As a twelve year old girl, I came across the Space Invaders video arcade game and was mesmerized by the relentless thump-thump of the advancing aliens, the satisfying sound effects, and the addictive simplicity of the game play. Soon thereafter, I convinced my parents to buy my first computer, an Atari 400 with its awkward membrane keypad, and became entranced by the potential of building my own interactive experiences. I set out to teach myself the BASIC programming language and learned how to make pixels move around the screen. While I never developed a full-fledged video game, before I finished high school I went on to write a grading application for teachers at school, build a voice command interface demo at the local Army post, and teach at a computer summer camp.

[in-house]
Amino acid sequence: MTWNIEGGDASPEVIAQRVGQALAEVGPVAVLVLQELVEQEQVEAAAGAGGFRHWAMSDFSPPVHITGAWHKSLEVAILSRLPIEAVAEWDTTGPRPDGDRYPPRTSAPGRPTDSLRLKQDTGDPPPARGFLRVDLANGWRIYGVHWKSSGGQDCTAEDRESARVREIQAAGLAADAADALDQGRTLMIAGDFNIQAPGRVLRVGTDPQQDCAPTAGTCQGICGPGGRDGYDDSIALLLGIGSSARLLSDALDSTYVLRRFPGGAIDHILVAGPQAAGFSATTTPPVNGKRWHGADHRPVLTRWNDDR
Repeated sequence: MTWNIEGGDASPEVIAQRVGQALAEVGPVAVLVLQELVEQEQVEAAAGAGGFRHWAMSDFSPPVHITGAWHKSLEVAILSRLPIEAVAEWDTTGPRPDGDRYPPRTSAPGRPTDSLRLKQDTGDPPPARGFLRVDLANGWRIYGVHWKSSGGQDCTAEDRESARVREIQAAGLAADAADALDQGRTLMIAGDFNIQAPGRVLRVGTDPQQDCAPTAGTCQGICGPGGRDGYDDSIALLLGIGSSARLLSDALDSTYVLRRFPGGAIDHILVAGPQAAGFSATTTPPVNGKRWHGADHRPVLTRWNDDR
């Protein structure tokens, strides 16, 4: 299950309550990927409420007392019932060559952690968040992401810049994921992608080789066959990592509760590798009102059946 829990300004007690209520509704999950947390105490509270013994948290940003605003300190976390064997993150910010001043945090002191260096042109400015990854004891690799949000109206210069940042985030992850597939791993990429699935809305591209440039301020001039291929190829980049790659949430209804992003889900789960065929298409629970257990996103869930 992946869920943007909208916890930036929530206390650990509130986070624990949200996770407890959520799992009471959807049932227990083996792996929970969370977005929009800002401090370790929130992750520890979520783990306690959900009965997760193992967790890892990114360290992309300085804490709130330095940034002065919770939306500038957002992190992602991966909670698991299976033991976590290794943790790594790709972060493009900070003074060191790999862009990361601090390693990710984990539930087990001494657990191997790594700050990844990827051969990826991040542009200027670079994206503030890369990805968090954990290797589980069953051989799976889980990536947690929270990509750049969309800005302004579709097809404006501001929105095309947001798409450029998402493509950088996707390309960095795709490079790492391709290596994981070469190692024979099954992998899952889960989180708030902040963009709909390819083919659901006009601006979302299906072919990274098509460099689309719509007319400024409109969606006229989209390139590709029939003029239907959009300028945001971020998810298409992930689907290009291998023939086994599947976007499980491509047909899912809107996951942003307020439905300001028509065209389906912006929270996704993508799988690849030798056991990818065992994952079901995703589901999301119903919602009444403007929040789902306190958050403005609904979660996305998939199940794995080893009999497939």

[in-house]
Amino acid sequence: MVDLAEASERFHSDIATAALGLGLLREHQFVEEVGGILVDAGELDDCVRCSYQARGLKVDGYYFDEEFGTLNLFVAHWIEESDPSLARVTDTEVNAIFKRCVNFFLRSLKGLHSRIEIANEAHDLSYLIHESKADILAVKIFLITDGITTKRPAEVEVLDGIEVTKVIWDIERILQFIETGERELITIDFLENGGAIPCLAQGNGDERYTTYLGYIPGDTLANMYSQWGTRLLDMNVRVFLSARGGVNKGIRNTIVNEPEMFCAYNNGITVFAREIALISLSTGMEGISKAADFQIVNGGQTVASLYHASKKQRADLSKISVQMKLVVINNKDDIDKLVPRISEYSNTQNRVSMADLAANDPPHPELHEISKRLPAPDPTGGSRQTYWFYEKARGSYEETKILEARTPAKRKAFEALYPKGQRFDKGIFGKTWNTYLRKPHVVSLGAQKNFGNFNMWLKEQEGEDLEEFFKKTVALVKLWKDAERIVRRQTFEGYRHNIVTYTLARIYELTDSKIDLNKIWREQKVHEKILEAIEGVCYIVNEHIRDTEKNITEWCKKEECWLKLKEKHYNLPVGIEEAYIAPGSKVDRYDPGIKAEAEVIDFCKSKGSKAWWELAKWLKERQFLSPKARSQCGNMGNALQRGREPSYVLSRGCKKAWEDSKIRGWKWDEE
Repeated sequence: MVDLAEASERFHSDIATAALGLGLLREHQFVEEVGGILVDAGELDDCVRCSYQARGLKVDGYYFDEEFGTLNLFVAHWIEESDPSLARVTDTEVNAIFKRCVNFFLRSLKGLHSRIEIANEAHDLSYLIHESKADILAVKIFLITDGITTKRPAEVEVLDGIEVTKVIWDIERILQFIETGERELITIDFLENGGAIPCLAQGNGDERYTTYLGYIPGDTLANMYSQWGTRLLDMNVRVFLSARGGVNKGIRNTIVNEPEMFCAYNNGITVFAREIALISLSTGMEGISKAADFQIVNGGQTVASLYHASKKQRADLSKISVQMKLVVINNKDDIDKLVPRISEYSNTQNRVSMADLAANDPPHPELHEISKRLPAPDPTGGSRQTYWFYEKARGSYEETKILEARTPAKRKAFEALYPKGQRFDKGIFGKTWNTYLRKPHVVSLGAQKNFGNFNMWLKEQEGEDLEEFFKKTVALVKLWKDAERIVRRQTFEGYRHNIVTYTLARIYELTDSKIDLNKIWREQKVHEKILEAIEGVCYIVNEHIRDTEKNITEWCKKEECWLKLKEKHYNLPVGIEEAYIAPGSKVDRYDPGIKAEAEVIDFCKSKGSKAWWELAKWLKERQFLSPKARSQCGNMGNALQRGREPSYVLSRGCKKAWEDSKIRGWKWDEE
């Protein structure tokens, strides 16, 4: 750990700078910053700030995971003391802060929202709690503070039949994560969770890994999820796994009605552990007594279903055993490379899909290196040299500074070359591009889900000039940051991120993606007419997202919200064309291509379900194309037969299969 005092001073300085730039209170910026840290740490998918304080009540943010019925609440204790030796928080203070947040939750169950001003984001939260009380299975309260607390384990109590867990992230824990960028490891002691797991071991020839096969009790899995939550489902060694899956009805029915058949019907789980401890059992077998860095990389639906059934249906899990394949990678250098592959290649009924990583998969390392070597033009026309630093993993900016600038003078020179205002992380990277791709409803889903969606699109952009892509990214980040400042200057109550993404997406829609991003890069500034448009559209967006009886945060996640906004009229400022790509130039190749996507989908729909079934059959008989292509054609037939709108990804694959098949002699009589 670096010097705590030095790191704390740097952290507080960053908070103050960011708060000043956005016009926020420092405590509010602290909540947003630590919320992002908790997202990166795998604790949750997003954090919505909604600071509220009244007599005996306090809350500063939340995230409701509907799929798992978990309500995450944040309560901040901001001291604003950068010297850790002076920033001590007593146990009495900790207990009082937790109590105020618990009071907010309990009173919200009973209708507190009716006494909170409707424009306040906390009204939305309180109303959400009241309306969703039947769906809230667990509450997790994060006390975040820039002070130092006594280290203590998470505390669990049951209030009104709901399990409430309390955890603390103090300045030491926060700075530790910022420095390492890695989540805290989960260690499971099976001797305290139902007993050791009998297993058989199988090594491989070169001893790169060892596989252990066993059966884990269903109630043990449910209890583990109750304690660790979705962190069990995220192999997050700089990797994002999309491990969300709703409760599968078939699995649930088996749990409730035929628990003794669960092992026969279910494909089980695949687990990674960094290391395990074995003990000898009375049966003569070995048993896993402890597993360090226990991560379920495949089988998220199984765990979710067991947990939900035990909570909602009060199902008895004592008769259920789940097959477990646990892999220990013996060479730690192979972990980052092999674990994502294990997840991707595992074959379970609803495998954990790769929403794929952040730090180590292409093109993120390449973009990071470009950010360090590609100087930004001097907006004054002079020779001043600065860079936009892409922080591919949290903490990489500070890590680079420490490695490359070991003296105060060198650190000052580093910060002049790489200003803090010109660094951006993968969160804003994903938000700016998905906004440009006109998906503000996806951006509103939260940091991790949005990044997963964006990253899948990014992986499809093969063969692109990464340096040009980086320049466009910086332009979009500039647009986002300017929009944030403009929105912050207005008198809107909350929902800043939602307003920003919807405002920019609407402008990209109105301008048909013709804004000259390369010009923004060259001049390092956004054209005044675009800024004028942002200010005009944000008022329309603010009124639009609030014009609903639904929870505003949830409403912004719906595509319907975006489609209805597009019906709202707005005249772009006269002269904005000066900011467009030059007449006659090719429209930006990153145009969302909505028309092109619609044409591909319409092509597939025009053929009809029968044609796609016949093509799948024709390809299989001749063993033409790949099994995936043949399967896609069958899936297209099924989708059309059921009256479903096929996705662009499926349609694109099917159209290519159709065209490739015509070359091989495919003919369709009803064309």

After completing a Computer Science degree at Stanford University, I went on to work as a software engineer in Silicon Valley. I found myself coding up algorithms and routines for this or that function within much bigger projects. The analytical puzzles kept me challenged, but it was less than fully satisfying. As part of a bigger team, I missed designing how the product would work, interacting with real users, and weighing which features were most important. I became drawn to management positions that would give me this broader purview, solving real problems and designing complete solutions. It is this tangible aspect of real world problem solving that I believe is key to engaging more girls and women (as well as boys and men) in technology -- make the work tangible and relevant.
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